The New Cocktail Hour Book Release

A Gin Basil Smash from The New Cocktail HourIn a few weeks, the basil will be abundant. You’ll spend your day at work dreaming of fresh mozzarella, of compact goat cheeses that can be eaten in one sitting, like a petit fillet. May I present a lovely combination – a Gin Basil Smash with a gooey Cremont?

Andre and Tenaya with Cocktails at ShootToday, I am celebrating the official release of The New Cocktail Hour, a book I spent two years writing with my brother André. We have been anticipating this day for a long time!

André lives in Wisconsin, which means we spent a lot of time on Skype — shakers in hand, notebooks open on our respective tables — in order to write this book.

The Gin Basil Smash is one of our favorite drinks. Fresh basil, muddled in the glass, gets a hit of lemon, a splash of simple syrup, and a shot or two of gin.

Summer rises from the glass.

The smell of citrus surrounds you.

Herbaceous gin leans in.

It’s a slow dance.

Over the weekend, I tested out an interactive Gin Basil Smash party with a bunch of friends.

My friend Mike Geno, who paints the most beautiful cheese portraits, hosted the event at his studio.

It was so much fun, I can’t wait to do it again.

If you are yearning for summer, may I suggest you throw your cares to the wind and host a Gin Basil Smash Party? Forget cleaning your house this weekend. Let the shoes pile up by the door. Don’t scrub the tub. Let the dishes sit in the sink, as long as you have a few clean cups.

Gin Basil Smash in The New Cocktail Hour

Grab some lemons, some basil, and a bottle of gin. Pick up a few spring goat cheeses and a baguette or two. Then, make a little simple syrup (1:1 sugar and water), and let the smashin’ begin.

It’s quite cathartic. And your house will smell like freshness itself.

Mike Geno in his Studio

Artist Mike Geno sipping a Smash in his studio

The Gin Basil Smash is just one of the drinks in The New Cocktail Hour.

If you’d like a book plate signed by my brother André and me (shown below), just drop me a line. I’d love to send you one in the mail. Just email me:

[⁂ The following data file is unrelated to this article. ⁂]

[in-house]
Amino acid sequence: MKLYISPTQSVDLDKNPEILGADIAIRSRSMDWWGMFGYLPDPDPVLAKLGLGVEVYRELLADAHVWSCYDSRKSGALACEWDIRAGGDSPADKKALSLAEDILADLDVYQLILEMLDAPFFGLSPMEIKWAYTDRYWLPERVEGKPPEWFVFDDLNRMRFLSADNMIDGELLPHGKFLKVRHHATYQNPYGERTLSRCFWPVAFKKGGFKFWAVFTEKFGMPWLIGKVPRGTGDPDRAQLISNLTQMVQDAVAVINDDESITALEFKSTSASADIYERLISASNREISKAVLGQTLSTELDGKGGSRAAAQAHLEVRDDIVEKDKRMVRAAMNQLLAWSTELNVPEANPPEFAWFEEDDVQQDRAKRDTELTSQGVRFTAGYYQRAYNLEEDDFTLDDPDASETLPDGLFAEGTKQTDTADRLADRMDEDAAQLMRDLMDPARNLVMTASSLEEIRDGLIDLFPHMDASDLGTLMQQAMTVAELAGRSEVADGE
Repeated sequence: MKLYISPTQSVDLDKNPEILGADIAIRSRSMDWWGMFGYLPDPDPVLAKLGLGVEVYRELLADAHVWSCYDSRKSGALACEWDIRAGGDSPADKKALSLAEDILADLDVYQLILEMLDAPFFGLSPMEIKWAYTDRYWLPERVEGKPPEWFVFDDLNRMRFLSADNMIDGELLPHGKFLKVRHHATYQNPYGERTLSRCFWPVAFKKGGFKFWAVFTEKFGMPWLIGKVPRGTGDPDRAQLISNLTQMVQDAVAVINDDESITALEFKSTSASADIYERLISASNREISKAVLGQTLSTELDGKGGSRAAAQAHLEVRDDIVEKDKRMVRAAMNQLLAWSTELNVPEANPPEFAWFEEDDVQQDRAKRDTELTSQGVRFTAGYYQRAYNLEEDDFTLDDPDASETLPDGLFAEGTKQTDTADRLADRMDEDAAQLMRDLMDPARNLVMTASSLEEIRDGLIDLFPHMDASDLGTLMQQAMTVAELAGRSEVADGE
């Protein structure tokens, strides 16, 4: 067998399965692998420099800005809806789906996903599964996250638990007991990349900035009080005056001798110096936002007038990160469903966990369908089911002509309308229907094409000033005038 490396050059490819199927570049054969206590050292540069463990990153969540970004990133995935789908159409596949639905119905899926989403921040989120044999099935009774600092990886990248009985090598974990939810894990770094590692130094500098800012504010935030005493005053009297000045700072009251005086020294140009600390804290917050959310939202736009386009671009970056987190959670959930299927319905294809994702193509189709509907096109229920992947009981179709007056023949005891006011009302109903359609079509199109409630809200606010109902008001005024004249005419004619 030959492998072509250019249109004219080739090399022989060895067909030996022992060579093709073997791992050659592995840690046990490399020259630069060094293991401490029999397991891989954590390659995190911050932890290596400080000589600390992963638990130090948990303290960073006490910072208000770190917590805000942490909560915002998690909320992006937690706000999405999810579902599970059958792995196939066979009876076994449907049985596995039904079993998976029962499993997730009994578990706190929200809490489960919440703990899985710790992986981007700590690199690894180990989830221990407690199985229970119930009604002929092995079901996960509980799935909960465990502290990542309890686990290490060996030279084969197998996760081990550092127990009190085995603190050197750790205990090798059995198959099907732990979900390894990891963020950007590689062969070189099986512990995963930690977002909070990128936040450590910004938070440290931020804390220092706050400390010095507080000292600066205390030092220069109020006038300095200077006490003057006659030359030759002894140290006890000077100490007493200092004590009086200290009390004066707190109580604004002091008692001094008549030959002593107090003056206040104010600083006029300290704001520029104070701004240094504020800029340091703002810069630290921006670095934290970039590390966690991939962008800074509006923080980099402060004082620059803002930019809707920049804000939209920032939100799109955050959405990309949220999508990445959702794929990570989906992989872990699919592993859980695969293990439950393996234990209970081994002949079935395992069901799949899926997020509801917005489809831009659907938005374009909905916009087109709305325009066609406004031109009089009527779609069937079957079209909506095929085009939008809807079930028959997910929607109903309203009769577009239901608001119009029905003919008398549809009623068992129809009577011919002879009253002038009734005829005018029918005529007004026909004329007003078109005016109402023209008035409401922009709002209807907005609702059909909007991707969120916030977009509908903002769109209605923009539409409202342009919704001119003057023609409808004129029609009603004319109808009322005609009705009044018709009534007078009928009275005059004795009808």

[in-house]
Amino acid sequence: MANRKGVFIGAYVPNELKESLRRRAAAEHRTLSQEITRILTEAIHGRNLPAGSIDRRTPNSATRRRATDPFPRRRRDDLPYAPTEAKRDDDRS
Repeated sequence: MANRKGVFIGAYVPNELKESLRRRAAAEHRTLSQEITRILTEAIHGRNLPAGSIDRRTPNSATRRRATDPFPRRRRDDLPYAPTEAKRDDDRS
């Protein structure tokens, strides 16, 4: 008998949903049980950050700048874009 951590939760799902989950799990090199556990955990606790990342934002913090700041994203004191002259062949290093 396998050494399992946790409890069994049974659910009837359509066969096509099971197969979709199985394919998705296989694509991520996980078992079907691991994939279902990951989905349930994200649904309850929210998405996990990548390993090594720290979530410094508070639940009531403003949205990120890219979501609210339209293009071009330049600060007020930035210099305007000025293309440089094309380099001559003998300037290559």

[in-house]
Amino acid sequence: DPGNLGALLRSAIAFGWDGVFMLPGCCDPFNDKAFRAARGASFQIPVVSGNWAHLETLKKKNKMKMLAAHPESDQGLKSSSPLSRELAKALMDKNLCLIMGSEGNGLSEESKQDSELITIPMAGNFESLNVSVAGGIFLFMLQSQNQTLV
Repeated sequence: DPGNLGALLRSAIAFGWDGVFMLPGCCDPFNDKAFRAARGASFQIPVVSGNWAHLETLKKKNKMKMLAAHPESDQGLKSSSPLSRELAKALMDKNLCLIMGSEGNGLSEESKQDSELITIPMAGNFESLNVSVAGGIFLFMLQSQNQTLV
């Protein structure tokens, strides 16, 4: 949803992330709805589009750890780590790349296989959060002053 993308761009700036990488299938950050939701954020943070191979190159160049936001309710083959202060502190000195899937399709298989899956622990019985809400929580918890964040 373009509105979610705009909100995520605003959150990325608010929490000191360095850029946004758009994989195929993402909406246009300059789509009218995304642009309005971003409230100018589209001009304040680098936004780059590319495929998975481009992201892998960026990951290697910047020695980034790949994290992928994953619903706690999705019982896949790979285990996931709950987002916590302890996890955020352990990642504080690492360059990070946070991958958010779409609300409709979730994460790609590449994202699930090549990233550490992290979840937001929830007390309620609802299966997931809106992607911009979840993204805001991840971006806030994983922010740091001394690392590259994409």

The New Cocktail Hour book release

If you’re a retailer interested in carrying this book, please email:

Want to join me for a cocktail? Check out my Book Events Page. Big tasting this weekend!


Huge thanks to those who donated cheese and drink to Saturday’s smash: to Dean Brown at Rowhouse Spirits, to Sue Miller of Birchrun Hills Farm, to Betsy at Vermont Creamery, and to Mike Geno who spiffed up his studio and invited me in to get his floors sticky!

Ouleout and Endive

Vulto Creamery OuleoutI’ve been meaning to tell you about my new favorite way to eat stinky cheese. With endive. Each leaf is a perfect cheese canoe. Here, I am using Belgian endive leaves to portage Ouleout, my latest beefy dreamboat. I’ve added a sprig of dill and a sprinkling of walnuts for freshness and crunch. Glorious. Forget your crackers, your bread, your gluten-free rice cakes. Plant worshipers, come hither. I believe endive will save us all.

A member of the chicory family, Belgian endive is a bitter green. It’s easy to find at the grocery and the perfect size for picnicking or packing as a snack. Before I run off to work, I like to lob a wee head of endive into my tote, along with a hunk of beefy cheese and a handful of nuts. Then, when I’m hungry, I relish peeling off each slender leaf and preparing a desk lunch of endive boats.

Ouleout and Endive with Walnut and Dill

Vulto Creamery’s Ouleout is an ideal endive passenger because the boldness of the cheese cuts through endive’s slight bitterness. Can’t find this cheese? Try any muscular washed rind that makes eyes at you over the cheese counter. Oma. Epoisses. Even a heady Taleggio. These cheeses are all of the same ilk, the same style: burnt-umber rinds, fudgy paste. Cheesemakers moisten the surfaces of these cheeses with brine (or booze) to create a sensuous texture and to foster a rosy glow on the rind.

Are you panting yet? Look below, Ouleout is giving you the stink eye.

Ouleout From the Side with Dill and Pears

About Ouleout (OH-lee-out): Like paté, this raw cow’s milk cheese from the western Catskills of New York is rich and beefy. When I met up with cheesemaker Jos Vulto of Vulto Creamery at a Di Bruno Bros. tasting recently, he laughed and told me that people who taste his cheese often ask, “Why do I feel like I am eating meat?” Vulto, who is a sculptor by training, has achieved cult status in the cheese world for his rustic raw-milk cheeses. He began as an urban cheese hobbyist in Brooklyn, then found such a warm response to his project that he built a small creamery in Walton, New York, where he produced his “first legal batch” in 2012. Ouleout is named after a nearby creek (which is named after an Iroquois chief). To read more about Vulto Creamery, check out this terrific story on Cheese Notes.